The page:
BWW Interview: Carley Stenson On Playing Fantine In LES MISERABLES
Carley Stenson's work includes Hollyoaks, Shrek: The Musical, Legally Blonde, Spamalot and Dirty Rotten Scoundrels. She's currently starring as Fantine in Les Miserables at the Queen's Theatre in the West End.
What was the first musical you saw?
When did you realise you wanted to perform?
I went to ballet from age three, then modern, tap, gymnastics - I was one of those quite irritating kids, constantly dancing around in front of people saying "Watch me, watch me!". I was always going to be doing this professionally - there was nothing else I ever wanted to do.
I got into Mountview, but then I got Hollyoaks and thought I'd go back to studying when that runs out - ten years later...!
Was that a welcoming first experience?
The cast was like a second family. I felt very comfortable and definitely learned so much. I kept up the music side as well - I had a girl group, Diamond, so I always had that outlet - but started to wonder if I was getting too old to play the musical roles I'd always wanted to play.
Was it an easy transition from TV soap to stage?
I'd like to say everyone was welcoming, but definitely one or two made some comments. You have to rise to those challenges, do the best you can and not care about the chat. You get pigeon-holed, but we've all come into this industry because we've got a passion for all the arts.
My heart was always in musical theatre - Hollyoaks was more of a detour! No one knows everyone's history. But as long as I'm happy in my creative team and my family's happy, and I'm giving it 110% every single night, I'm fine. You're never going to please everybody.
I've had to fight for those roles, really show people my best side at every opportunity, and practise and practise. I've been very lucky to get all these parts, the brilliant comedy and now getting my teeth into Les Mis, but it's hard work as well as luck.
When did you first encounter Les Mis?
I know I watched it when I was younger, and I'm always listening to the music. I saw it again on tour when it came to Manchester a few years ago, and of course the film as well. It's a classic. It's the big one!
Fantine is a challenging, condensed role. How do you handle that?
Yes, it's about half an hour of really intense scenes, this incredible fighter and everything that's thrown at her. I did a lot of preparation, like writing a letter from Fantine to Cosette, and my fiancé [Danny Mac] got me a photo of Fantine holding her as if the dream came true. I listen to the song before I go on - I'm the only one in my dressing room then, so I have that moment.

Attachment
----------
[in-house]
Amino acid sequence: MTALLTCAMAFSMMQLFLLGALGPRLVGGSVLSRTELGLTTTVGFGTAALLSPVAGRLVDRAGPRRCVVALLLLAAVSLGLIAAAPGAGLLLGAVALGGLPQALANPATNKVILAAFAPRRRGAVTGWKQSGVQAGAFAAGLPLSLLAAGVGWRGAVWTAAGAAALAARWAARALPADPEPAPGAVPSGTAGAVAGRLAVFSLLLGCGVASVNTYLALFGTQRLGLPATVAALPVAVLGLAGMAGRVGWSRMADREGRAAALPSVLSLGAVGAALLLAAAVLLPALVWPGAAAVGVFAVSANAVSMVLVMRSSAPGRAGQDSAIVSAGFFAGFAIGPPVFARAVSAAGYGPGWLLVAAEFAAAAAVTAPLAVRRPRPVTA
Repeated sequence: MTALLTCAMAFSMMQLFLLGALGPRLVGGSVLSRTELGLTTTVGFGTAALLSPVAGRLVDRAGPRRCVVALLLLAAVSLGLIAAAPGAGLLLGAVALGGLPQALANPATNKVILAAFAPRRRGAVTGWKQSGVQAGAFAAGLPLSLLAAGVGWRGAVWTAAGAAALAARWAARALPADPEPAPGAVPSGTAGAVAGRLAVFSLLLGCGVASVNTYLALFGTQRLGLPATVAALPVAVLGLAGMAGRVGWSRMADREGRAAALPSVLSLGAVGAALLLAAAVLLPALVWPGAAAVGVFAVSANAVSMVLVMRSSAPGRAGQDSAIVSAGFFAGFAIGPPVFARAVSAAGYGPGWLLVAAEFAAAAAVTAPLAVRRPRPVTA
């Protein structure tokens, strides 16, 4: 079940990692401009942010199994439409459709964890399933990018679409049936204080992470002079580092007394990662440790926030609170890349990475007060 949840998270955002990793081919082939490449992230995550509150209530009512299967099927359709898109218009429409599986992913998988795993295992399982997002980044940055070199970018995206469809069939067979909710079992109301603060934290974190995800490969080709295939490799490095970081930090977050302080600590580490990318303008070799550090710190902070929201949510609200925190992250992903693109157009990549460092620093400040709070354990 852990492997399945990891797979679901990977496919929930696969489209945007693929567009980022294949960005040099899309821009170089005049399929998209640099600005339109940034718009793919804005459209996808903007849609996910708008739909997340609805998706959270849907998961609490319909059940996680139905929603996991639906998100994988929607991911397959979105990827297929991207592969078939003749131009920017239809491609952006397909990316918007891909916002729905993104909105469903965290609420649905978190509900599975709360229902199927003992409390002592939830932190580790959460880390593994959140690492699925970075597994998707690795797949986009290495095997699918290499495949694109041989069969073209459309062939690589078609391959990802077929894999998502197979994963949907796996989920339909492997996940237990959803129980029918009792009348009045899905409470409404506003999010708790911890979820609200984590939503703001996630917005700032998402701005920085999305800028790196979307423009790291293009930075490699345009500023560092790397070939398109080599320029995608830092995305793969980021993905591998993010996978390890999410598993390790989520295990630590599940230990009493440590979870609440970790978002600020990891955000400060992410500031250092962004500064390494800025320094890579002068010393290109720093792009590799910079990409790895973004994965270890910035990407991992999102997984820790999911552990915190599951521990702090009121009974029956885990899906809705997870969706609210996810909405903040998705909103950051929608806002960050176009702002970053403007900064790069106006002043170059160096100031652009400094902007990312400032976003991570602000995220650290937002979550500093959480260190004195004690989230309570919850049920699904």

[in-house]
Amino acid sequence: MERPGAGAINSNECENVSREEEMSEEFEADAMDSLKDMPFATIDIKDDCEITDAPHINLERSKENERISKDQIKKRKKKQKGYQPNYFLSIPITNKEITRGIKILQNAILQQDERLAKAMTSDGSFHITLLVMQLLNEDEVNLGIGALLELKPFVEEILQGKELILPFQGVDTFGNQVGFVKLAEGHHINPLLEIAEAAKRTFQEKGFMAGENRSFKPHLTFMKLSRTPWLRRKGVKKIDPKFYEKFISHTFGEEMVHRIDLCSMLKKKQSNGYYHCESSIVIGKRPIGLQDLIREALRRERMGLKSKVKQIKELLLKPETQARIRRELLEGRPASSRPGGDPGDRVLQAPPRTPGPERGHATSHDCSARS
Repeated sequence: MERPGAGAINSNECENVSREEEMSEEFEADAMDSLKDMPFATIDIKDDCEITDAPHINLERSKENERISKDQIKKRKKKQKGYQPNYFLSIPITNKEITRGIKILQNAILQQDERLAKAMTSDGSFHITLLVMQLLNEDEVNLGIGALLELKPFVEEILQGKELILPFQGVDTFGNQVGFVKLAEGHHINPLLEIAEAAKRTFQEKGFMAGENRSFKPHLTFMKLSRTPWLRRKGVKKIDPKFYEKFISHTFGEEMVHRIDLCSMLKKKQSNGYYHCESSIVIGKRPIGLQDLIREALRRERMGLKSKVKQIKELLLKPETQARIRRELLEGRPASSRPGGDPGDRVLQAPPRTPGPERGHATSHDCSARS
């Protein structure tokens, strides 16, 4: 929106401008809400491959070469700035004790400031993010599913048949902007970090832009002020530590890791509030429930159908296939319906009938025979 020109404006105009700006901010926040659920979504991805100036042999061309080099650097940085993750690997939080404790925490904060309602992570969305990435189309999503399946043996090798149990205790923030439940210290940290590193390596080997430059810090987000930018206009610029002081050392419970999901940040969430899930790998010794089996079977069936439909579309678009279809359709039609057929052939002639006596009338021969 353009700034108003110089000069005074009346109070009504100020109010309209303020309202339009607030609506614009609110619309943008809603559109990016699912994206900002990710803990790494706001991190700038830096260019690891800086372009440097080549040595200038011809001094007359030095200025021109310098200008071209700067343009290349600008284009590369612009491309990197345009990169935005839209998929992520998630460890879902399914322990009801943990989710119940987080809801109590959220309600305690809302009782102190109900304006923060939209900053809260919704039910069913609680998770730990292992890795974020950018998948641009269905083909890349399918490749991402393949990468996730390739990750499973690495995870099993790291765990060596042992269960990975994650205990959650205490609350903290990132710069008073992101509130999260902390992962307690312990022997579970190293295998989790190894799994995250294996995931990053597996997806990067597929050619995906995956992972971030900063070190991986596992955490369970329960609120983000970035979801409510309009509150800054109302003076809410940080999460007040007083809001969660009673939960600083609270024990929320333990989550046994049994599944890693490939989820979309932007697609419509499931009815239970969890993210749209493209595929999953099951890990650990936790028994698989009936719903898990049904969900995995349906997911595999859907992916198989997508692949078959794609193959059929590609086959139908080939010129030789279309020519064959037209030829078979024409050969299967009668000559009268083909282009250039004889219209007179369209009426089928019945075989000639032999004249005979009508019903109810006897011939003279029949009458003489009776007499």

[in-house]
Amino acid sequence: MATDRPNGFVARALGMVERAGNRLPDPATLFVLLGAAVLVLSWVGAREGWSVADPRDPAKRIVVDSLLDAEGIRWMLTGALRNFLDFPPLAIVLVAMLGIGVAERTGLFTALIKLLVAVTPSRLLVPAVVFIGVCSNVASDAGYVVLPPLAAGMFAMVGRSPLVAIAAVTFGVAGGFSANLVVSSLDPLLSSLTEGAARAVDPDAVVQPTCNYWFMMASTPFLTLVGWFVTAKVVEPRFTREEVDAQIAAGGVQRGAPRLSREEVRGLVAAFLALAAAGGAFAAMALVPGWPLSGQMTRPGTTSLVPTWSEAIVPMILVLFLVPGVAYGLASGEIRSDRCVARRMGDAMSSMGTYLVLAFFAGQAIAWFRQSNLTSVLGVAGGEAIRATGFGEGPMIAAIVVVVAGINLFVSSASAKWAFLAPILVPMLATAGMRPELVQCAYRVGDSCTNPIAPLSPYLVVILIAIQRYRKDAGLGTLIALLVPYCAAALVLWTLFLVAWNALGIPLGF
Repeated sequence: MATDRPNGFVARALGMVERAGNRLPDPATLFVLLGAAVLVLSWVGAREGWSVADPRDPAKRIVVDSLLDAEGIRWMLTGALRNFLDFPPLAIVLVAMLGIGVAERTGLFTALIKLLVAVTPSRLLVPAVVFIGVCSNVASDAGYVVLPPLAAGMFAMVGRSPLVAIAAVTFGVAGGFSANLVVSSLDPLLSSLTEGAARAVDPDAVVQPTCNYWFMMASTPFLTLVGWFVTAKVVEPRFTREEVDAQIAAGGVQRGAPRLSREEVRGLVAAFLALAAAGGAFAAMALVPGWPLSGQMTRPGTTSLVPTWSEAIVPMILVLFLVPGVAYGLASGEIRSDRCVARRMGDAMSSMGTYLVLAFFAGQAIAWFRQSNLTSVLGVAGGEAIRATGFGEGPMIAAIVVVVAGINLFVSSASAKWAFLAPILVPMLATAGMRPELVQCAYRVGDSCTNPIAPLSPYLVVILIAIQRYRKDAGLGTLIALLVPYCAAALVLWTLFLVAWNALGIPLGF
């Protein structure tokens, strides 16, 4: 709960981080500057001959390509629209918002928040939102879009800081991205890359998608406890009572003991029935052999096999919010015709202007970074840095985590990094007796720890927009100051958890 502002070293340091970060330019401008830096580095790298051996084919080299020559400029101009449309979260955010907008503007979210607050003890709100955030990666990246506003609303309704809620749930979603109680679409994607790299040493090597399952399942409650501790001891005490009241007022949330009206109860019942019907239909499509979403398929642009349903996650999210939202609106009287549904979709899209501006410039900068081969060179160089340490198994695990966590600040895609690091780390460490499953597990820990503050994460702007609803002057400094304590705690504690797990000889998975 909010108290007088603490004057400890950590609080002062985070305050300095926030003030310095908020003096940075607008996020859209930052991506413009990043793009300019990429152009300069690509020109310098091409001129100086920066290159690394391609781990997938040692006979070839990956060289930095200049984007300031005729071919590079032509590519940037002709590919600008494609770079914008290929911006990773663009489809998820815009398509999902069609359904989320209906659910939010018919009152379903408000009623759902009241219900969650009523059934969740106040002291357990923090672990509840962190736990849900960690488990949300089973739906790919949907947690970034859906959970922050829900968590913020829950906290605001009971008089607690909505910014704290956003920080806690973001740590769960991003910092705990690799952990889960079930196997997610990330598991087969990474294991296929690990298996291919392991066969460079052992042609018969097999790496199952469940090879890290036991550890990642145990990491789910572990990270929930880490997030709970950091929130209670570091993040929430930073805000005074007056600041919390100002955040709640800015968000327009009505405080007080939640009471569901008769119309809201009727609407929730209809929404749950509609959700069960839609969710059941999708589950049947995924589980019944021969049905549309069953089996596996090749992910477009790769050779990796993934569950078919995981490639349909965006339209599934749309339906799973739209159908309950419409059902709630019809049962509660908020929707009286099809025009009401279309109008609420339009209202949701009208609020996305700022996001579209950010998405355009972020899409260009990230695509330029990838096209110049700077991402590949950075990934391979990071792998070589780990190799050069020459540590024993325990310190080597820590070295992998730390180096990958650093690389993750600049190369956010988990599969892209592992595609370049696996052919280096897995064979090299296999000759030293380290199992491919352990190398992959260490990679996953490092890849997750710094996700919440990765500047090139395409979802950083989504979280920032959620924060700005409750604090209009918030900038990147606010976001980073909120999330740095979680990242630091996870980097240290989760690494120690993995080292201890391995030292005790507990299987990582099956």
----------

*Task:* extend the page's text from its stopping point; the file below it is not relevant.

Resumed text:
I read the book as well, plus I watched other films from that genre and documentaries about the era. My Netflix is really weird now! But I didn't want to be a carbon copy of someone else's Fantine - I wanted to completely find my own version of her, organically, through the text and the score and my interpretation.
How do you relate to her struggle?
I do have nieces and nephews, so I understand that love for her daughter - I really imagine them. Everyone has times when you want more support or you're facing those hurdles in life. I exaggerate mine to get into her world.
You have to focus on those dark characters who've crossed your path, or I think about being let down by society - with everything going on in the world right now, that's still very apparent sadly.
How do you pace yourself through a long run?
I've definitely got to stay on top of my game vocally and keep healthy and fit. It's starting to get into my muscle memory now, so it's a bit easier, and hopefully it'll keep getting better and better.
How daunting is it performing "I Dreamed A Dream"?
Everyone's got an idea of the song, and it's so iconic, so there's pressure. But actually because it's so beloved, all the feedback has been incredibly supportive. Les Mis fans are the best - they just love and appreciate the show, whoever's on there, and they're so passionate. It makes you want to give it all you've got, every single time.
What's it like joining a long-running show?
There's so many of us who are new, about 20-odd, which is lovely as it feels like a whole new production. There's so much freedom from our director, Sam Hiller. We really feel trusted and supported to do anything we want, within reason - like there's no marks on the floor we have to stick to.
I hadn't worked with Killian before, but I'd heard lots about him! He's just ridiculously talented, and wonderful to be around.
What's the scariest part?
The revolve is a bit scary - but we literally got thrown onto it. It's been going for over 30 years and no one's ever fallen off! And there's so many other things to get on with.
And the best part?
Every show, I have a moment in it where it's hard to believe this is actually happening.
How long do you think you'll stay?
I'm contracted for a year.
Any future dream roles?
I'd love to do another play or TV. I might need a comedy after this!
How about following Danny onto Strictly?
One day maybe - for the dresses...
What advice would you give to budding performers?
Always sing something you love in an audition. Take constructive criticism well, keep learning, and the main thing is enjoy it.
Finally, why do you think audiences still love Les Mis?
It's powerful, it's overwhelming, the music just grabs you, you see people go through these challenges and never give up. The story has all these twists and turns, depth of characters - it's immense, and the show wouldn't be the same without Victor Hugo's work. It's awe-inspiring.
Photo credit: Johan Persson